We’ve included six official Pantone colors that we think are great options for Memorial Day.

What colors do you use to observe Memorial Day? Leave a comment!

Memorial Day Design | Official Pantone Colors

Pantone Yellow C

Memorial Day official color Pantone yellow C

Pantone American Beauty

Memorial Day official color American Beauty

Pantone Star Sapphire

Memorial Day official color star sapphire

Pantone Navy Peony

Memorial Day official color navy peony

Pantone Star White

Memorial Day official color star white

Pantone Military Olive

Memorial Day official color military olive

Pantone During A Pandemic | Bright, Brassy Orange

Pantone During A Pandemic | Bright, Brassy Orange

It’s hard to feel that ‘creative spark’ during “shelter in place” sometimes. For artists and designers, social distancing often means feeling a disconnect from the collaborators and teammates with whom we love to work. It’s important that we find new ways to ignite our inspiration, and new approaches to the creative process.

Color has always been a motivating factor and constant source of energy in our creative process. Thanks to Pantone, color now has ‘a language’ – a worldwide color matching system that allows you to seamlessly transition between graphic, textile, online and home design. Need that exact shade of blue to translate from your screen to your kitchen design? Pantone has you covered.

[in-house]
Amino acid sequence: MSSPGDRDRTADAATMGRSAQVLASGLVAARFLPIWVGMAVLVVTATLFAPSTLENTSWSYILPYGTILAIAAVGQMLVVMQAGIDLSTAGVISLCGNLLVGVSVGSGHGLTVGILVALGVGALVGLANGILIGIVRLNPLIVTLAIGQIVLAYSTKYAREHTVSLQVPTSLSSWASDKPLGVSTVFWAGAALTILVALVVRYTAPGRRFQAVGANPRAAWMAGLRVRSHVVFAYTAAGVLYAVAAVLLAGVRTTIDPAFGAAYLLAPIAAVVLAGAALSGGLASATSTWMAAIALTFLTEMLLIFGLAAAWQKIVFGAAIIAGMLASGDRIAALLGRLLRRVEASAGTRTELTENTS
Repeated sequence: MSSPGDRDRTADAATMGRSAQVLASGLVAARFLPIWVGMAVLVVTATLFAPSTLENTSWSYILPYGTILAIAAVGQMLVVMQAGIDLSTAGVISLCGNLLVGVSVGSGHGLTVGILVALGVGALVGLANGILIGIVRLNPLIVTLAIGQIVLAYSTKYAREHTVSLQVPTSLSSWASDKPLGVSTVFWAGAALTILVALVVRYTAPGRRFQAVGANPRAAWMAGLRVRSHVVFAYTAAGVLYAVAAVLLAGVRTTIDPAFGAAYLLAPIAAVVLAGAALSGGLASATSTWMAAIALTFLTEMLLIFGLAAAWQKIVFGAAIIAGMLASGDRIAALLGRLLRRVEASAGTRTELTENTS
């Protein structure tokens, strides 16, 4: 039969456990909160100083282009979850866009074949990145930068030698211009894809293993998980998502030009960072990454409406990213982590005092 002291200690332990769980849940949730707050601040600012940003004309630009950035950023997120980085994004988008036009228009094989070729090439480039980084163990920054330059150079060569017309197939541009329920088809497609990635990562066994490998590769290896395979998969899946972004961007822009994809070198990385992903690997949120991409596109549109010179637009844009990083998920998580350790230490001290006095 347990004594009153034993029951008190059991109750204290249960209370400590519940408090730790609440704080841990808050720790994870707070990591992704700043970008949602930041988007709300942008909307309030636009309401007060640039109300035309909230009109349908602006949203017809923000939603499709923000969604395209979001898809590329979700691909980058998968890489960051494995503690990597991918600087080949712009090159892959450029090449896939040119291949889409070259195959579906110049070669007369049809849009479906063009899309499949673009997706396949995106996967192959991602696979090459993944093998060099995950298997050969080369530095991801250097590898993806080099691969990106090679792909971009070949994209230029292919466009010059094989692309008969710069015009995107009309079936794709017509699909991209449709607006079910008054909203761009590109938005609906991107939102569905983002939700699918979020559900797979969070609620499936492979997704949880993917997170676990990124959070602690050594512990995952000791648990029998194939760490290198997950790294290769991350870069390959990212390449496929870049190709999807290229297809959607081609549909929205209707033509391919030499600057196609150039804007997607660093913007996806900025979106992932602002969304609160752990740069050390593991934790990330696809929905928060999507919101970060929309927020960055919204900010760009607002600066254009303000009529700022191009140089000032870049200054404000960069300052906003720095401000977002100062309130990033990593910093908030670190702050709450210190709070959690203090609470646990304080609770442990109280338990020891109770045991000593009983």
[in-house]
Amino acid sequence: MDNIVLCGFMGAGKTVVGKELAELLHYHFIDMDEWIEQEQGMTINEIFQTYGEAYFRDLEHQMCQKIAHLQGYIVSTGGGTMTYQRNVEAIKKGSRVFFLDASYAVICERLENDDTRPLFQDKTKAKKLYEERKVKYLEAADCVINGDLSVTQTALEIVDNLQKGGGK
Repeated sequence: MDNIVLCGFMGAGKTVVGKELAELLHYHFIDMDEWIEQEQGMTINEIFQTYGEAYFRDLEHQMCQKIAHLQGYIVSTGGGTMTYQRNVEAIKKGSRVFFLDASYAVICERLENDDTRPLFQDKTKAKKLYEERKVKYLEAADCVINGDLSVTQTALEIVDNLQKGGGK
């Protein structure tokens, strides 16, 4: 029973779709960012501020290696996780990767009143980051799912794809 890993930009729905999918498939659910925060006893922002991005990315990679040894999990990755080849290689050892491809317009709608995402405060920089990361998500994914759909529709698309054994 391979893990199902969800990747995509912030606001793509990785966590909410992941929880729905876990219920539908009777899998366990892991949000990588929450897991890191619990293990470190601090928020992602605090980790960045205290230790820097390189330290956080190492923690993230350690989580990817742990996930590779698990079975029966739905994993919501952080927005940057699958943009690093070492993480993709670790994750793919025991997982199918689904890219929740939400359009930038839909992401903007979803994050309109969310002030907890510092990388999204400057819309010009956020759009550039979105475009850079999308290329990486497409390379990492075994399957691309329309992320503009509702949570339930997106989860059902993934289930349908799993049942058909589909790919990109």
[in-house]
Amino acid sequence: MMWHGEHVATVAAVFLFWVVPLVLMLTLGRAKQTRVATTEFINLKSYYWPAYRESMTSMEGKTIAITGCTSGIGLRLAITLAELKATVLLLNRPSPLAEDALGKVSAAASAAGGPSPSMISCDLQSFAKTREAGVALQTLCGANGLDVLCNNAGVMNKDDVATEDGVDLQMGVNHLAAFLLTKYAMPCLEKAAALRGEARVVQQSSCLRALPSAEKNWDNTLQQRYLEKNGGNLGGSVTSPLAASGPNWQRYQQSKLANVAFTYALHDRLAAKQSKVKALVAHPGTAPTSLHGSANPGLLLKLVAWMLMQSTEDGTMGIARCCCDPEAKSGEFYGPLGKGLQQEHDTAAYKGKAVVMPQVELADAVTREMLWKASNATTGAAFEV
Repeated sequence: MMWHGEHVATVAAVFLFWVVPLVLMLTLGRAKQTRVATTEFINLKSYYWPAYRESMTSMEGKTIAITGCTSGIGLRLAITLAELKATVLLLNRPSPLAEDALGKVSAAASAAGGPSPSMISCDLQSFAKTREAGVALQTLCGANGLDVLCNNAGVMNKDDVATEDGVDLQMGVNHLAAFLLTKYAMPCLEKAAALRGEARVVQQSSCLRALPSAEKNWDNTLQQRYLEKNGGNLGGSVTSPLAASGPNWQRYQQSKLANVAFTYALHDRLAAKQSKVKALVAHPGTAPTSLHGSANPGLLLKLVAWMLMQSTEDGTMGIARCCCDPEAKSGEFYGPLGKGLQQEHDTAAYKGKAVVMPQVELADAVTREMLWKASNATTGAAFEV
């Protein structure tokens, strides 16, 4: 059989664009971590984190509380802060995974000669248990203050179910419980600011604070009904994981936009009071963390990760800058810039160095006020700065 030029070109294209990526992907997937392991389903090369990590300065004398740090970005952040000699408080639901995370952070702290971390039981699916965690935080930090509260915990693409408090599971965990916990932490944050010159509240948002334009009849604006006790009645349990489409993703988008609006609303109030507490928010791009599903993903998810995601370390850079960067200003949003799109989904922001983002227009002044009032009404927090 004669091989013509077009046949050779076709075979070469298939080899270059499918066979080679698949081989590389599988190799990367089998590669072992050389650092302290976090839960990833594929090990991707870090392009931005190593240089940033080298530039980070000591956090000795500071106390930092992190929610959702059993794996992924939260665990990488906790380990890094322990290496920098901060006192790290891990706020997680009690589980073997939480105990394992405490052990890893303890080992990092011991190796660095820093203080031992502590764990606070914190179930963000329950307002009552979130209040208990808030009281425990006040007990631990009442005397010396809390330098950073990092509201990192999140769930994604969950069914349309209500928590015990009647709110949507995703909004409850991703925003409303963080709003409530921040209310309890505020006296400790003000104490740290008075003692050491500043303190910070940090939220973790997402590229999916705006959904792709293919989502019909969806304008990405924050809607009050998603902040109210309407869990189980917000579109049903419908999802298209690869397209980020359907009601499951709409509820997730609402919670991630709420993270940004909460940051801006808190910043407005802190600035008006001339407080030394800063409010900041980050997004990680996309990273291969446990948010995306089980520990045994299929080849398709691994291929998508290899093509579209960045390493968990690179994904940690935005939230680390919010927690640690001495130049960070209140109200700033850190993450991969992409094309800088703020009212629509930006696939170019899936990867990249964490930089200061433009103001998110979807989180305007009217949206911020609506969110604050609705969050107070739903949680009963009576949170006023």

We love turning to Pantone (especially during this pandemic) to keep us connected to creative energy, trending colors and artistic design inspiration.

In the “Pantone During A Pandemic” series, we will highlight some of Pantone’s color trend report selections and group them into categories. From optimistic to calming, bold to reliable, we hope these Pantone color collections will help you reconnect with your muse and “flex that creative muscle”!

Pantone Color Trends | Orange Colors for 2020

Perhaps the most surprising “breakout” design color for 2020 is orange. Bright, brassy and bold, the orange Pantone color palette is expanding rapidly. With one of the largest sets of “new additions” to its color gallery, it’s clear that designers in every facet of the term are picking up this audacious, sunny shade.